Philip Agee 
Let Us 
Now Praise an 
(In)famous Man 


Philip Agee, as he appeared when 
he was "on the run" from the CIA 

PHILIP AGEE, former agent of the CIA, died in Havana, Cuba, on 8 January 2008 at the age of 72. He was the first agent to leave "The Company" and reveal its dirty secrets, having become disillusioned with its appalling practices in Latin America.

I had the pleasure and privilege of meeting Philip on three occasions in Stockholm, and he once confided that he was a distant relation of author James Agee,whose best-known work is probably Let Us Now Praise Famous Men-- a book-length reportage on the desperately grim lives of dirt-poor farmers in the U.S. South during the 1930s' Great Depression. It is an apt reference, as it was Philip's eye-opening encounter with the desperate conditions of South America's impoverished masses-- and his growing insight into the central role played by U.S. foreign policy in perpetuating their misery-- which led to his resignation from the CIA and the disclosure of its criminal activities in the political and literary bombshell, Inside the Company: CIA Diary.

That process and the very high price it entailed, including the inevitable outraged cries of "traitor!" and the CIA snapping at his heels as he sought refuge in several European countries, are recounted in Philip's memoir, On the Run.

Inside the Company, though published in 1975, remains a basic reference on the methods and procedures by which the United States pursues and maintains its interests in the countries it seeks to control. In fact, I happened to be re-reading it a few years ago as Venezuela was being subjected to a classic destabilization campaign whose evident purpose was to soften up the country for a coup against President Hugo Chávez, which in due course took place a few months later.

The basic procedure was all laid out in Philip's book: One could read his detailed account of how he and his colleagues had organized the downfall of Ecuador's President Velasco in 1961, and in the daily news follow the same tactics and procedures as they were being applied in Venezuela forty years later. Then as now, the mainstream media played a central role in creating the necessary pre-coup atmosphere of diffuse anxiety, widespread malaise, and seething rebellion against a "dictator" who happened to be democratically elected.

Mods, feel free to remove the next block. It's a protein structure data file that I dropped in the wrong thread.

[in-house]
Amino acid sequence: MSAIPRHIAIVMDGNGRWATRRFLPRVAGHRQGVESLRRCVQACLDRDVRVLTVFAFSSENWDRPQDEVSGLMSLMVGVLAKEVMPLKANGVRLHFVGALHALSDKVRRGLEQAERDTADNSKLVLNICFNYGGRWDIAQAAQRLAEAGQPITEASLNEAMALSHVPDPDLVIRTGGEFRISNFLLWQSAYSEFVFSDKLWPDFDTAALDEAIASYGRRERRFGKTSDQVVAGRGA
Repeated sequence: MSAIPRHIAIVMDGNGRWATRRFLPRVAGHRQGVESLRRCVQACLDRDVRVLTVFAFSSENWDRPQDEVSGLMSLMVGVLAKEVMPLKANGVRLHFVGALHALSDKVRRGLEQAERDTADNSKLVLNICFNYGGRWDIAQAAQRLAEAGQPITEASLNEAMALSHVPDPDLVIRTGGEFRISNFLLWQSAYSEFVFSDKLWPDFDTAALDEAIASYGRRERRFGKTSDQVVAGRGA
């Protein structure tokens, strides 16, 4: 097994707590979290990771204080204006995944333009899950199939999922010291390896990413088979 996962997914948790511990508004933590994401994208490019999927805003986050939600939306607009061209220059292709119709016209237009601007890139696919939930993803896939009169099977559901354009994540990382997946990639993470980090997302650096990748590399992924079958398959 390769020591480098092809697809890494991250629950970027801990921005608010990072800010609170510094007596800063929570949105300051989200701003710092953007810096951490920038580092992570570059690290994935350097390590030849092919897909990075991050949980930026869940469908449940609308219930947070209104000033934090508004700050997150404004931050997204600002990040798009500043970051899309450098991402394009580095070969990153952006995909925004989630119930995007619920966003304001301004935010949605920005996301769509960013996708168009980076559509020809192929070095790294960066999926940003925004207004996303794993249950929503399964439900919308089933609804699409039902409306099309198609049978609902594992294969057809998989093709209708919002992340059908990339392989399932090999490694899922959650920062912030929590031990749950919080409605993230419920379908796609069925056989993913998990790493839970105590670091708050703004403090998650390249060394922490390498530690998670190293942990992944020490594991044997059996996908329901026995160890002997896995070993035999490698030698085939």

Now as then-- despite the numerous subsequent revelations of Philip and others who have followed his example-- the same media have divulged little or nothing about the shadowy figures and agencies that orchestrate such processes. For the most part, the CIA and other instruments of U.S. domination continue to operate behind a media smokescreen of willful neglect and obfuscation.

These and related matters were the focus of a speech by Philip in Stockholm on 24 September 2001, just thirteen days after the revenge attacks against symbols of U.S. economic and military might. A soft-spoken and unfailingly courteous man, he was also a captivating speaker who held the rapt attention of a large audience as he outlined the history and methods of the CIA, its long involvement in international terrorism, and with characteristic foresight analysed the likely consequences of the terror attacks in New York and Washington.

Text of Phillip's Stockholm speech
(PDF: 1.5 MB)

                                                                                                             Al Burke
                                                                                                           10 January 2008